Environmental filtering does not necessarily prevent trait divergence: a case study of the Xilin
1 School of Life Sciences, Inner Mongolia University, 235 University West Road, Hohhot 010021, China
2 Sino-US Center for Conservation, Energy, and Sustainability Science, Inner Mongolia University, 235 University West Road, Hohhot 010021, China
*Correspondence address. School of life Sciences, Inner Mongolia University, 235 University West Road, Hohhot 010021, China. Tel: +86-471-4992735; Fax: +86-471-4992435; E-mail: firstname.lastname@example.org, email@example.com
Journal of Plant EcologyVOLUME 10, NUMBER 3, PAGES 497–509
Advance Access publication 23 May 2016
available online at academic.oup.com/jpe
Understanding how environmental factors and human activity drive plant community assembly remains a major challenge in community ecology. Two opposing processes, namely deterministic environmental filtering and nondeterministic elements such as interspecies competition, can be quantified by analyzing trait distributions in the community-assembly process.
We examined the trait-mediated effects of environmental filtering and stochastic process and the distribution over time of nine traits related to vegetative growth, regenerative phase, dispersal capability, decomposition and interspecific competition in plant communities along a degradation gradient in the Xilin River Basin, Inner Mongolia, China. We analyzed the turnover of environmental trait filtering and the divergence/convergence of different traits along the degradation gradient.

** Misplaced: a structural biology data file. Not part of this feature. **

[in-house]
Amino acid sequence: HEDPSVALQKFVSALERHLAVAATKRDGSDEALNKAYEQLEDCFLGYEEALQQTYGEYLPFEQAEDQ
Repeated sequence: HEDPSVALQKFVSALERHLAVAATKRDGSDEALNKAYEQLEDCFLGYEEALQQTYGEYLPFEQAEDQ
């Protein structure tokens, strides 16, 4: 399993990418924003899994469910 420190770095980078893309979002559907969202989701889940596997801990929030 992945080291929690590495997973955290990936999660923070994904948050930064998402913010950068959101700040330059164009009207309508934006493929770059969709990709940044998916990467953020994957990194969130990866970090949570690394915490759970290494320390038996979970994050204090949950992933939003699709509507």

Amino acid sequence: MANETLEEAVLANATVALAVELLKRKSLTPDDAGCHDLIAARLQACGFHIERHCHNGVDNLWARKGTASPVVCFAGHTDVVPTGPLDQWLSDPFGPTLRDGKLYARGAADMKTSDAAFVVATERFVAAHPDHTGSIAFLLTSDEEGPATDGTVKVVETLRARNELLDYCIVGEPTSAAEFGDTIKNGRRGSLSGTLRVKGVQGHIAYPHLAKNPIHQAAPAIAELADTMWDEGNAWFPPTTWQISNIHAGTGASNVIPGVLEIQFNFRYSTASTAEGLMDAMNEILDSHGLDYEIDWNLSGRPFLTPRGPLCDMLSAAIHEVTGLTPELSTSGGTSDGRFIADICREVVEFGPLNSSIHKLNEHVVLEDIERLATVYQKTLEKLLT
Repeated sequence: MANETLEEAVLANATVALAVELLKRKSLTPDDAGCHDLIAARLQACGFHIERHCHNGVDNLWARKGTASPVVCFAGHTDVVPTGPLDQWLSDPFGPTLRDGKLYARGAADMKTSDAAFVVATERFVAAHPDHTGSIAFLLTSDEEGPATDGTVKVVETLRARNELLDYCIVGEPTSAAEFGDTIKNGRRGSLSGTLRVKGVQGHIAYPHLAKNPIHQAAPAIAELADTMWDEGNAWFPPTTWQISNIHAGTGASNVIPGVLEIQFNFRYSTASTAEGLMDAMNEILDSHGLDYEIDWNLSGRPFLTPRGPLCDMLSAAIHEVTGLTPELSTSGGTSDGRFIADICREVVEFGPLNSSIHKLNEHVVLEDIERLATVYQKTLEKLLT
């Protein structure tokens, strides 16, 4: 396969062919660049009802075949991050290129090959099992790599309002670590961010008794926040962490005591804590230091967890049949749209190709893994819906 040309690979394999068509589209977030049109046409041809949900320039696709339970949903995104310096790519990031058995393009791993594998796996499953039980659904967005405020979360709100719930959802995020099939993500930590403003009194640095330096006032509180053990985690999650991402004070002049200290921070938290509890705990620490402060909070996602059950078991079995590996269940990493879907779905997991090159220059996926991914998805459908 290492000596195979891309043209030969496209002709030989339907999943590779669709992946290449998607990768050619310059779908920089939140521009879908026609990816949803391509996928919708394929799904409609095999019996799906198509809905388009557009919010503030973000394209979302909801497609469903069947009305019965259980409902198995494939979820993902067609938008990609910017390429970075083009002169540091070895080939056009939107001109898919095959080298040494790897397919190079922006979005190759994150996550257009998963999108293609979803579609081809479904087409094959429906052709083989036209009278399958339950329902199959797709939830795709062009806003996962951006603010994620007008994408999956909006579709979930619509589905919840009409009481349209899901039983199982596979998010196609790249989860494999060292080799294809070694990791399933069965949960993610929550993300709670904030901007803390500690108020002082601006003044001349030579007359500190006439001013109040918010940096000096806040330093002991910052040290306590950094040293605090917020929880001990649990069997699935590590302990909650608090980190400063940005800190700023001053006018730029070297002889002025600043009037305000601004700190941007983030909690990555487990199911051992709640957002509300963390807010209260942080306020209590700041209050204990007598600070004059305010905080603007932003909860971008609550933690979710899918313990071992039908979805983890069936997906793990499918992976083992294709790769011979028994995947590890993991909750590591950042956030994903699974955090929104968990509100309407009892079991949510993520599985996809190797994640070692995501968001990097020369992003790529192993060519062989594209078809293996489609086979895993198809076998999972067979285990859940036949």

Our results showed the following. (i) The patterns of trait distribution and filtering were strongly dependent upon the degradation gradient and trait types. Most traits were filtered intensely in degraded grasslands. (ii) Plants with two different strategies showed contrasting trait-distribution patterns. The traits that were related to biological matter cycling showed divergent patterns in highly degraded grasslands, while convergent patterns along the overall gradient were demonstrated in traits associated with other plant strategies. This suggests that the coexistence of multiple ‘biological matter cycling-related niches’ might be a basic structuring pattern of plant communities in our study area. (iii) The simultaneous occurrence of strong filtering and divergence revealed that environmental filtering does not necessarily prevent competition, and that different traits show different signatures.
Keywords: community assembly, convergence, degradation, grazing intensity, plant traits, typical grassland
Received: 23 November 2015, Revised: 12 May 2016, Accepted: 13 May 2016
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